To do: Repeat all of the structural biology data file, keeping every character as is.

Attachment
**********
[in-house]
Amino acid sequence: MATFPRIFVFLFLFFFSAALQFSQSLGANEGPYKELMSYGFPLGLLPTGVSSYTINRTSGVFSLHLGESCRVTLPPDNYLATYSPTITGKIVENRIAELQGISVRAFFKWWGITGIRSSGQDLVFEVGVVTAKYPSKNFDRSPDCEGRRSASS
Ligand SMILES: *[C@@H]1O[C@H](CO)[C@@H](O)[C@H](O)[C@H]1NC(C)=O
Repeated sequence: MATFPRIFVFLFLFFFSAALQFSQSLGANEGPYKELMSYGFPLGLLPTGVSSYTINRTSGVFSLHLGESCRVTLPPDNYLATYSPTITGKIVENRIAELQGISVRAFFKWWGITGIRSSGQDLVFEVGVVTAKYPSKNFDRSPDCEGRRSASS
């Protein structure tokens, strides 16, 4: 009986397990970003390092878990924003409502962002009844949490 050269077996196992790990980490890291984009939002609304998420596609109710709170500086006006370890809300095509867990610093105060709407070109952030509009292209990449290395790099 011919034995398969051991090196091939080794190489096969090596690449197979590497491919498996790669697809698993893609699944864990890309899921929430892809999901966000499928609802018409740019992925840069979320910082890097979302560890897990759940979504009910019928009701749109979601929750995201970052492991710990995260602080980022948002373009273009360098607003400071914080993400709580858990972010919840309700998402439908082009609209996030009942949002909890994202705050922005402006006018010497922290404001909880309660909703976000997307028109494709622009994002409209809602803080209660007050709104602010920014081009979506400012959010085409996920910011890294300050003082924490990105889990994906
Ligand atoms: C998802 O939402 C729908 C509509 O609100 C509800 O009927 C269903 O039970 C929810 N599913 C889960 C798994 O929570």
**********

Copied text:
[in-house]
Amino acid sequence: MATFPRIFVFLFLFFFSAALQFSQSLGANEGPYKELMSYGFPLGLLPTGVSSYTINRTSGVFSLHLGESCRVTLPPDNYLATYSPTITGKIVENRIAELQGISVRAFFKWWGITGIRSSGQDLVFEVGVVTAKYPSKNFDRSPDCEGRRSASS
Ligand SMILES: *[C@@H]1O[C@H](CO)[C@@H](O)[C@H](O)[C@H]1NC(C)=O
Repeated sequence: MATFPRIFVFLFLFFFSAALQFSQSLGANEGPYKELMSYGFPLGLLPTGVSSYTINRTSGVFSLHLGESCRVTLPPDNYLATYSPTITGKIVENRIAELQGISVRAFFKWWGITGIRSSGQDLVFEVGVVTAKYPSKNFDRSPDCEGRRSASS
């Protein structure tokens, strides 16, 4: 009986397990970003390092878990924003409502962002009844949490 050269077996196992790990980490890291984009939002609304998420596609109710709170500086006006370890809300095509867990610093105060709407070109952030509009292209990449290395790099 011919034995398969051991090196091939080794190489096969090596690449197979590497491919498996790669697809698993893609699944864990890309899921929430892809999901966000499928609802018409740019992925840069979320910082890097979302560890897990759940979504009910019928009701749109979601929750995201970052492991710990995260602080980022948002373009273009360098607003400071914080993400709580858990972010919840309700998402439908082009609209996030009942949002909890994202705050922005402006006018010497922290404001909880309660909703976000997307028109494709622009994002409209809602803080209660007050709104602010920014081009979506400012959010085409996920910011890294300050003082924490990105889990994906
Ligand atoms: C998802 O939402 C729908 C509509 O609100 C509800 O009927 C269903 O039970 C929810 N599913 C889960 C798994 O929570």